He has 17 pellets in his body still, D Pandian says, tracing at least three on his right hand. But the pain he carries, he says, is about something else.
On October 15, Pandian, 86, wrote a letter to Tamil Nadu Governor Banwarilal Purohit seeking that all the seven convicts in prison in connection with the Rajiv Gandhi assassination case be released “on humanitarian grounds”. The CPI leader, who was seriously injured in the May 21, 1991, attack that killed the former prime minister, is the only one among the injured to demand so, saying “no civilised society can give justification for keeping someone in prison for over 28 years”.
In a state where the release of Rajiv case convicts often raises political debates, Pandian, once the state CPI secretary, is an exception, for being neither a death penalty abolitionist nor an LTTE supporter. Reiterating that he doesn’t have any sympathy for the seven convicts, he adds, “Judiciary is meant to reform people. If you cannot reform these people after 20 years, then something is seriously wrong with your judicial system.”
A Special Investigation Team (SIT) under the CBI had chargesheeted 41 people for the blast, that killed 15 others apart from Rajiv. Twelve of the accused died in the blast or later during investigation. In 1998, a TADA court sentenced 26 to death. In May 1999, the Supreme Court freed 19, commuted the death sentence of Robert Pious, Ravichandran and Jayakumar to life, and upheld death for Murugan, Santhan, Perarivalan and Nalini. Later, the death sentences of the last four were also commuted to life.
Among the seven, Nalini was the only person who witnessed the blast. All others were arrested for their association with the main assassin, Sivarasan, who was killed in an encounter in Bengaluru following the killing.
How could a country that let even those involved in Mahatma Gandhi’s assassination have a second chance, deny the same to the seven, Pandian says, sitting in his old two-storey house in Anna Nagar West in Chennai. “This is India, we have our own values in showing the right path. Can there be a greater murderer than Mahatma Gandhi’s? If our system can release Gopal Godse and let him write a book about his crime, why not these seven convicts?”
In his letter to Governor Purohit, Pandian also pointed out that the seven in jail had played a secondary role in the assassination. “The investigating agency convicted the by-standers and people who unknowingly helped the assassins, while the assassins were killed without an iota of intention to catch them alive. In the annals of the Supreme Court, there has never been a case where the suspects were awarded capital punishment even before the investigation was complete (a probe into the larger conspiracy is still on).”
That day, Pandian, a candidate for the Porur parliamentary constituency, was accompanying Rajiv as he toured the state in the run-up to the 1991 elections. Pandian was with the United Communist Party of India (UCPI) of S A Dange at the time, and it was in alliance with the Congress.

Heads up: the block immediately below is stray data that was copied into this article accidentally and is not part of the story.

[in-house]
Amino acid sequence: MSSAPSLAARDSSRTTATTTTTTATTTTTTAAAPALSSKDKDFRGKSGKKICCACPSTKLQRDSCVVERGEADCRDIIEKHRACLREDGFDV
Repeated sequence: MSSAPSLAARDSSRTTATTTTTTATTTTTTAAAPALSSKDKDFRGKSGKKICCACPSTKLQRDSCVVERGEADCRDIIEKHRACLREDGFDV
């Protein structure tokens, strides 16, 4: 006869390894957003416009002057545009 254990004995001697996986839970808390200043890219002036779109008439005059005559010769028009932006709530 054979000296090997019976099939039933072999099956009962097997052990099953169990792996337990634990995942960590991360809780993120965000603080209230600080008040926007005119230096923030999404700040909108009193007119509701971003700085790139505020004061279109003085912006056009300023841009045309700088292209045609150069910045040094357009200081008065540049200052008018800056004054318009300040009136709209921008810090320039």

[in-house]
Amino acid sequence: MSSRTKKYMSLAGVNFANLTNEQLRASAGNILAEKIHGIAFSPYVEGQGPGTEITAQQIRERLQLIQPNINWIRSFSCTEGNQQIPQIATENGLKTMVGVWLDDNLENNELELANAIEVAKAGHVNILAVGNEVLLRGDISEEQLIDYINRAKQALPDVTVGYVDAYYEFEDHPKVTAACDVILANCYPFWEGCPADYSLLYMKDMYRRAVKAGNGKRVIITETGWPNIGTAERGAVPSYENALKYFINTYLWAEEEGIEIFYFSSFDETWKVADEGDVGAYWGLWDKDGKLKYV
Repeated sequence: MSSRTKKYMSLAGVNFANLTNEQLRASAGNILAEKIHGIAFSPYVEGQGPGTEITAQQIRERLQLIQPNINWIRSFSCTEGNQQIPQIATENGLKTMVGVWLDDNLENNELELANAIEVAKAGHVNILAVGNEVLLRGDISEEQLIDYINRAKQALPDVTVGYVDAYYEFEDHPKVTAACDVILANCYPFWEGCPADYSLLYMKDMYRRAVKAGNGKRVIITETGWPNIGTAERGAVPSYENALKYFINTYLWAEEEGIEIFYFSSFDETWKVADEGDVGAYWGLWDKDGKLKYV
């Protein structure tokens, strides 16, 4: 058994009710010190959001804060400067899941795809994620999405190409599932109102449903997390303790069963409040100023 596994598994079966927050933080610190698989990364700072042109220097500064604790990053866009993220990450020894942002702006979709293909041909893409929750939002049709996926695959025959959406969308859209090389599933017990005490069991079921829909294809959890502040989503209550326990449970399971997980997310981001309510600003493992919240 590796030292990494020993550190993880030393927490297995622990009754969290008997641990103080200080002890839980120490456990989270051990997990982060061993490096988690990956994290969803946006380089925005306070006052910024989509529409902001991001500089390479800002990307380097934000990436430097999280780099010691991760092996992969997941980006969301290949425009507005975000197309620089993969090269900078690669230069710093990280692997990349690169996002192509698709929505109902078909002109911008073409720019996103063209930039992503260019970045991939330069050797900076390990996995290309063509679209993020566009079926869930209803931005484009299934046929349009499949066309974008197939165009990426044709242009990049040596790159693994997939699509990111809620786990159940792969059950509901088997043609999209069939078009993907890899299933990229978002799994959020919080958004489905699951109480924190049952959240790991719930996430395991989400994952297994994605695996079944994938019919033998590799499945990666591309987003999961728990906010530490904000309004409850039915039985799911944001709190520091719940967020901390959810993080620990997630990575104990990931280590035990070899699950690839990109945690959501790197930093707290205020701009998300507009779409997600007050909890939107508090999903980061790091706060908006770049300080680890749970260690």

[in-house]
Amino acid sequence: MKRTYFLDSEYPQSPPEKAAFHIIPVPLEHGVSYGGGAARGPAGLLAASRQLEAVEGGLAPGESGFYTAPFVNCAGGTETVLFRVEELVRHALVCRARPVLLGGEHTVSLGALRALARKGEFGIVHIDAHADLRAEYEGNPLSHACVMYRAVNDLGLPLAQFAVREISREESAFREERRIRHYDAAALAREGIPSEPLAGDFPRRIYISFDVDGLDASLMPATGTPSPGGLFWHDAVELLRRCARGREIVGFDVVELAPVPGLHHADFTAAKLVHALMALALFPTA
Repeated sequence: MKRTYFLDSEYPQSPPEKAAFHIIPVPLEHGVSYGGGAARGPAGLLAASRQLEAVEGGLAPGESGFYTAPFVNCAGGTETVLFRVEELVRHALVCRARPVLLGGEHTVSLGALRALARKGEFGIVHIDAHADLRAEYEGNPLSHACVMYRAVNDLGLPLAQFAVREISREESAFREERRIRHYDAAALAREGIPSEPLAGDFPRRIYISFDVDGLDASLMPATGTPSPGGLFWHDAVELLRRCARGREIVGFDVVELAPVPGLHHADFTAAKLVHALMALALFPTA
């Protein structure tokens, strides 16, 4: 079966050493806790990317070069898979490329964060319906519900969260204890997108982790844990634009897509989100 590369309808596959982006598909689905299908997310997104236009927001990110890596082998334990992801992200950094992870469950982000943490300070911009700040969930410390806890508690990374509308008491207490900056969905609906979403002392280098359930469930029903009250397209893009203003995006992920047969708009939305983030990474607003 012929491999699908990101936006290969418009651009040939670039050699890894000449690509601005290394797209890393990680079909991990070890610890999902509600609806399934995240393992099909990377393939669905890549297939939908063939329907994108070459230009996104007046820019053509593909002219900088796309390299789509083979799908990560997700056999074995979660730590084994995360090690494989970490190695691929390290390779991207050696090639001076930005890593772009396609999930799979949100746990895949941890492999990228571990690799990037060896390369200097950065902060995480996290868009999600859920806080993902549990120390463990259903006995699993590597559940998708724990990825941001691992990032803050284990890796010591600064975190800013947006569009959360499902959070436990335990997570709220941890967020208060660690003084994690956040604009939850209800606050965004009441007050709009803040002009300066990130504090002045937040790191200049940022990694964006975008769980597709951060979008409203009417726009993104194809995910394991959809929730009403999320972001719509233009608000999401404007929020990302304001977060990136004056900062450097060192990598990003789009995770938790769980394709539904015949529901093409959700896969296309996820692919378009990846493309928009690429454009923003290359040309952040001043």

When the blast went off, killing Rajiv, Pandian was pierced by over 100 pellets and nails. “Lying half-conscious, I thought a cracker had misfired. As I was shifted to hospital in Chennai, I had no idea Rajiv was killed.” While Pandian spent several weeks in hospital, he doesn’t carry any effects of the blast, except those pellets. However, owing to kidney failure, he has been undergoing dialysis.
Pandian, who deposed before the court in the case, has no links with the Congress anymore, and says that while a few Central ministers visited him after the blast, no one from the Gandhi family came. The CPI supports his letter on release of the seven convicts.
In the letter, Pandian specifically mentioned the case of Perarivalan, who was convicted for procuring a battery required for the bomb. Nineteen at the time, he suffers from various ailments now. Perarivalan’s mother is one of the prime forces behind the attempts to get the seven released.
With Sri Lanka facing another crisis in which India finds itself on the wrong foot, Pandian says, “India’s Lanka approach was always wrong. You trained them (the LTTE), gave them weapons. Then you gave arms to the Sri Lankan government and made the two fight. We need to make corrections.”
The price, he adds, can’t be paid by the seven convicts. “These are people who were caught in the middle of this flawed diplomacy. Releasing these people offers an opportunity for India and (Prime Minister) Narendra Modi to show the world how they reformed convicts in such a high-profile case. Those who are wise can do that.”
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